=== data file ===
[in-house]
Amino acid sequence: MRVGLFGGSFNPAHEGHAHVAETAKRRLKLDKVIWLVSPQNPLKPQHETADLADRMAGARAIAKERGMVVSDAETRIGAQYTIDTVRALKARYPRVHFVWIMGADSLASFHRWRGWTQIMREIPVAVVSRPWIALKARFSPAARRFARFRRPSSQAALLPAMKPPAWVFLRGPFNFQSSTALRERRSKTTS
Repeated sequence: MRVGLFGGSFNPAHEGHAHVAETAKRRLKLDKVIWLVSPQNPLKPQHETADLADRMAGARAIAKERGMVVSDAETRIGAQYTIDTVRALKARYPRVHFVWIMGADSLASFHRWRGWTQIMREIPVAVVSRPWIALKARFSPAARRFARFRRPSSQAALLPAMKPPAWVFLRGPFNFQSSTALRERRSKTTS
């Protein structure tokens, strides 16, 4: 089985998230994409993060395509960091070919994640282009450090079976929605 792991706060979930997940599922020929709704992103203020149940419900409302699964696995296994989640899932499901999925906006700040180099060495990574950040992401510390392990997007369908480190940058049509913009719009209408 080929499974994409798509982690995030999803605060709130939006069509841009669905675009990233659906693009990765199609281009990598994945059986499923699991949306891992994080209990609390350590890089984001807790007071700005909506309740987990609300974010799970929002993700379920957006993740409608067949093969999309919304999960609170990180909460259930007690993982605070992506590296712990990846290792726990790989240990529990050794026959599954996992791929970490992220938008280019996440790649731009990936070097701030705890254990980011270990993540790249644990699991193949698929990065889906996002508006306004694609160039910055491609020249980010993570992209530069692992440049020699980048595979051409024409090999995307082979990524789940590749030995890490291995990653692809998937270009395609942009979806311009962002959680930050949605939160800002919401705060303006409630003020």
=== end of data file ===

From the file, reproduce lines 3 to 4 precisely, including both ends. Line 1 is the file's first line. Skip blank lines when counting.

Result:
Repeated sequence: MRVGLFGGSFNPAHEGHAHVAETAKRRLKLDKVIWLVSPQNPLKPQHETADLADRMAGARAIAKERGMVVSDAETRIGAQYTIDTVRALKARYPRVHFVWIMGADSLASFHRWRGWTQIMREIPVAVVSRPWIALKARFSPAARRFARFRRPSSQAALLPAMKPPAWVFLRGPFNFQSSTALRERRSKTTS
């Protein structure tokens, strides 16, 4: 089985998230994409993060395509960091070919994640282009450090079976929605 792991706060979930997940599922020929709704992103203020149940419900409302699964696995296994989640899932499901999925906006700040180099060495990574950040992401510390392990997007369908480190940058049509913009719009209408 080929499974994409798509982690995030999803605060709130939006069509841009669905675009990233659906693009990765199609281009990598994945059986499923699991949306891992994080209990609390350590890089984001807790007071700005909506309740987990609300974010799970929002993700379920957006993740409608067949093969999309919304999960609170990180909460259930007690993982605070992506590296712990990846290792726990790989240990529990050794026959599954996992791929970490992220938008280019996440790649731009990936070097701030705890254990980011270990993540790249644990699991193949698929990065889906996002508006306004694609160039910055491609020249980010993570992209530069692992440049020699980048595979051409024409090999995307082979990524789940590749030995890490291995990653692809998937270009395609942009979806311009962002959680930050949605939160800002919401705060303006409630003020």